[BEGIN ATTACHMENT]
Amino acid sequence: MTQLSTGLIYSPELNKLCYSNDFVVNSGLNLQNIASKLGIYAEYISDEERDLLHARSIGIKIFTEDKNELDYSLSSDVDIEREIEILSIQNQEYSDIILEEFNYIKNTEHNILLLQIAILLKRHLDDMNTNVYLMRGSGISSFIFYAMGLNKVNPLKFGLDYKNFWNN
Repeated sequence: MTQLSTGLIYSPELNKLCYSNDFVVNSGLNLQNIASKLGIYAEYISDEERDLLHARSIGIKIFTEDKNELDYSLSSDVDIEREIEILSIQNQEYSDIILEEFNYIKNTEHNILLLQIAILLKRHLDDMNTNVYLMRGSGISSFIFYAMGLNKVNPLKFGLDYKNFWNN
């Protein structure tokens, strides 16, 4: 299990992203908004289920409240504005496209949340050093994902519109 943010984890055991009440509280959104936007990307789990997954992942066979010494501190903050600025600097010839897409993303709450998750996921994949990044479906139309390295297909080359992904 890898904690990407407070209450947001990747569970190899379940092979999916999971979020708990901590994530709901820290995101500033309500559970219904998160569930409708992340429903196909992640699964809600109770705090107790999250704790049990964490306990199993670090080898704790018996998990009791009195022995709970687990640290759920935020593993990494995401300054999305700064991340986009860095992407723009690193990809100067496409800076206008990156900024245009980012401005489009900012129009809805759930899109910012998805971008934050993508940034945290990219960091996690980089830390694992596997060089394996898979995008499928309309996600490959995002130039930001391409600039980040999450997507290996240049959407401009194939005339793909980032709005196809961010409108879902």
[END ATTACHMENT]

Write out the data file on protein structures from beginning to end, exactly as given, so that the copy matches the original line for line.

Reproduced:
Amino acid sequence: MTQLSTGLIYSPELNKLCYSNDFVVNSGLNLQNIASKLGIYAEYISDEERDLLHARSIGIKIFTEDKNELDYSLSSDVDIEREIEILSIQNQEYSDIILEEFNYIKNTEHNILLLQIAILLKRHLDDMNTNVYLMRGSGISSFIFYAMGLNKVNPLKFGLDYKNFWNN
Repeated sequence: MTQLSTGLIYSPELNKLCYSNDFVVNSGLNLQNIASKLGIYAEYISDEERDLLHARSIGIKIFTEDKNELDYSLSSDVDIEREIEILSIQNQEYSDIILEEFNYIKNTEHNILLLQIAILLKRHLDDMNTNVYLMRGSGISSFIFYAMGLNKVNPLKFGLDYKNFWNN
């Protein structure tokens, strides 16, 4: 299990992203908004289920409240504005496209949340050093994902519109 943010984890055991009440509280959104936007990307789990997954992942066979010494501190903050600025600097010839897409993303709450998750996921994949990044479906139309390295297909080359992904 890898904690990407407070209450947001990747569970190899379940092979999916999971979020708990901590994530709901820290995101500033309500559970219904998160569930409708992340429903196909992640699964809600109770705090107790999250704790049990964490306990199993670090080898704790018996998990009791009195022995709970687990640290759920935020593993990494995401300054999305700064991340986009860095992407723009690193990809100067496409800076206008990156900024245009980012401005489009900012129009809805759930899109910012998805971008934050993508940034945290990219960091996690980089830390694992596997060089394996898979995008499928309309996600490959995002130039930001391409600039980040999450997507290996240049959407401009194939005339793909980032709005196809961010409108879902």